In 1962 – prior to Lyndon Johnson's War on Poverty – The "Gray Areas Project" was the first attempt to combat poverty across America. In Boston, ABCD was created to distribute the private-sector funds. By the time Johnson's Economic Opportunity Act passed in 1964, ABCD was already firmly established as Boston's center for this kind of work, and officially became Boston's antipoverty agency.

Today, ABCD is the largest independent, private, 501(c)3 non-profit human services agency in New England, serving Boston through its unique network of 15 neighborhood centers across the city.

ABCD Timeline 1961-1965


Committed Boston residents, with support from Mayor Collins of the City of Boston and the Permanent Charity Fund, establish Boston Community Development Program (BCDP) to improve quality of life for city residents


ABCD receives first unrestricted grant from Permanent Charity Fund and first major federal grant for a Youth Employment and Training Program.
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President Lyndon B. Johnson signs historic Economic Opportunity Act of 1964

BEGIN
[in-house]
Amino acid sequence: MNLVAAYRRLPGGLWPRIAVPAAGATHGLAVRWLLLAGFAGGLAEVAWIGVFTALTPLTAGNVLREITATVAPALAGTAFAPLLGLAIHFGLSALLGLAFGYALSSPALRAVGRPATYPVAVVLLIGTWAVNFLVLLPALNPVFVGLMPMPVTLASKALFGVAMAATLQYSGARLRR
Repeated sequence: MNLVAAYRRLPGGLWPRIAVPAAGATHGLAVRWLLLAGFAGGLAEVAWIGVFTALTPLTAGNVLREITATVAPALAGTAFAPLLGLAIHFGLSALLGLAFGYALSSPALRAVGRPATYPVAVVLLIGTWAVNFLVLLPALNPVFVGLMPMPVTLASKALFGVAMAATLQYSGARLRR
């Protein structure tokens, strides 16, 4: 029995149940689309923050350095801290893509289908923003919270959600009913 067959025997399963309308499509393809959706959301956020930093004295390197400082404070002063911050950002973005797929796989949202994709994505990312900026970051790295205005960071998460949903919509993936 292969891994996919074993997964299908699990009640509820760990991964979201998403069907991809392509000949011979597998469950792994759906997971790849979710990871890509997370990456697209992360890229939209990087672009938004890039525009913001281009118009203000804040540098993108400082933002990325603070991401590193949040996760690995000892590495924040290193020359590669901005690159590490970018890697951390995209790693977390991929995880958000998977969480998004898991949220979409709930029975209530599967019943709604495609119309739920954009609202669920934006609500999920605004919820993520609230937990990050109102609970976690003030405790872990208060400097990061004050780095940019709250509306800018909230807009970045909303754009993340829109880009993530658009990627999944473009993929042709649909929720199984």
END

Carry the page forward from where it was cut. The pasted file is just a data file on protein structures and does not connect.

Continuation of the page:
Nation’s first comprehensive neighborhood community health center is established by Tufts University in cooperation with ABCD at the Columbia Point Housing Project. Later Senator Kennedy made it a national system through an amendment to the Economic Opportunity Act.
BCDP is incorporated as Action for Boston Community Development, a prototype for urban “human renewal” agencies with initial funding from the Ford Foundation ($1.9 million).
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Melnea Cass
ABCD Incorporator
Congress passes the Economic Opportunity Act and Boston designates ABCD as its official antipoverty agency. Later, the Board of Directors is reorganized and broadened to include most neighborhoods. The unique neighborhood-based Area Planning Action Council (APAC) system is established following identification of 11 target neighborhoods of acutely concentrated poverty. The Foster Grandparent Program and Head Start Program begin.

ABCD History 1966-1971 >>